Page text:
From Chapter 1:
Tourist with an Attitude
When I speak of the "the Cold War system" and "the globalization system," what do I mean?
I mean that, as an international system, the Cold War had its own structure of power: the balance between the United States and the U.S.S.R. The Cold War had its own rules: in foreign affairs, neither superpower would encroach on the other's sphere of influence; in economics, less developed countries would focus on nurturing their own national industries, developing countries on export-led growth, communist countries on autarky, and Western economies on regulated trade. The Cold War had its own dominant ideas: the clash between communism and capitalism, as well as détente, nonalignment, and perestroika. The Cold War had its own demographic trends: the movement of peoples from east to west was largely frozen by the Iron Curtain, but the movement from south to north was a more steady flow. The Cold War had its own perspective on the globe: the world was a space divided into the communist camp, the Western camp, and the neutral camp, and everyone's country was in one of them. The Cold War had its own defining technologies: nuclear weapons and the second Industrial Revolution were dominant, but for many people in developing countries the hammer and sickle were still relevant tools. The Cold War had its own defining measurement: the throw weight of nuclear missiles. And lastly, the Cold War had its own defining anxiety: nuclear annihilation. When taken all together the elements of this Cold War system influenced the domestic politics and foreign relations of virtually every country in the world. The Cold War system didn't shape everything, but it shaped many things.
Today's era of globalization, which replaced the Cold War, is a similar international system, with its own unique attributes.
To begin with, the globalization system, unlike the Cold War system, is not static, but a dynamic ongoing process: globalization involves the inexorable integration of markets, nation-states, and technologies to a degree never witnessed before--in a way that is enabling individuals, corporations, and nation-states to reach around the world farther, faster, deeper, and cheaper than ever before, and in a way that is also producing a powerful backlash from those brutalized or left behind by this new system.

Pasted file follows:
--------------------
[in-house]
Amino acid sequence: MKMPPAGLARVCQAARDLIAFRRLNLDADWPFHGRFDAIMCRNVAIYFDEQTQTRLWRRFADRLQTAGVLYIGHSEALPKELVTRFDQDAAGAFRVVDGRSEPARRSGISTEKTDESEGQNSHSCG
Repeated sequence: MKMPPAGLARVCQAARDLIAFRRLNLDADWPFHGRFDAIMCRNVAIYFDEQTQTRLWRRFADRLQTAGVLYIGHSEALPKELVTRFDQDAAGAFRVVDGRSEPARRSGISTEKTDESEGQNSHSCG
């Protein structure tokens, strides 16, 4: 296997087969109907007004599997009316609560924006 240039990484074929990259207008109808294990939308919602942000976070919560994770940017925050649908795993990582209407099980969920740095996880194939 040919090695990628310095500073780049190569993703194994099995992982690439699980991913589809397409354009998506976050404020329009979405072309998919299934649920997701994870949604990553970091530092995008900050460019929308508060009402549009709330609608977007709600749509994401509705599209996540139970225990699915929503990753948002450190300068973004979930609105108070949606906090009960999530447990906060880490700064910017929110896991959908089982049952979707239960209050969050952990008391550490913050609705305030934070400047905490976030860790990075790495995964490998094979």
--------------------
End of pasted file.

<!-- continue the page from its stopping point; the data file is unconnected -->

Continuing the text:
The driving idea behind globalization is free-market capitalism--the more you let market forces rule and the more you open your economy to free trade and competition, the more efficient and flourishing your economy will be. Globalization means the spread of free-market capitalism to virtually every country in the world. Globalization also has its own set of economic rules--rules that revolve around opening, deregulating and privatizing your economy.
Unlike the Cold War system, globalization has its own dominant culture, which is why it tends to be homogenizing. In previous eras this sort of cultural homogenization happened on a regional scale--the Hellenization of the Near East and the Mediterranean world under the Greeks, the Turkification of Central Asia, North Africa, Europe and the Middle East by the Ottomans, or the Russification of Eastern and Central Europe and parts of Eurasia under the Soviets. Culturally speaking, globalization is largely, though not entirely, the spread of Americanization--from Big Macs to imacs to Mickey Mouse--on a global scale.
Globalization has its own defining technologies: computerization, miniaturization, digitization, satellite communications, fiber optics and the Internet. And these technologies helped to create the defining perspective of globalization. If the defining perspective of the Cold War world was "division," the defining perspective of globalization is "integration." The symbol of the Cold War system was a wall, which divided everyone. The symbol of the globalization system is a World Wide Web, which unites everyone. The defining document of the Cold War system was "The Treaty." The defining document of the globalization system is "The Deal."
Copyright & copy; 1999 Thomas Friedman
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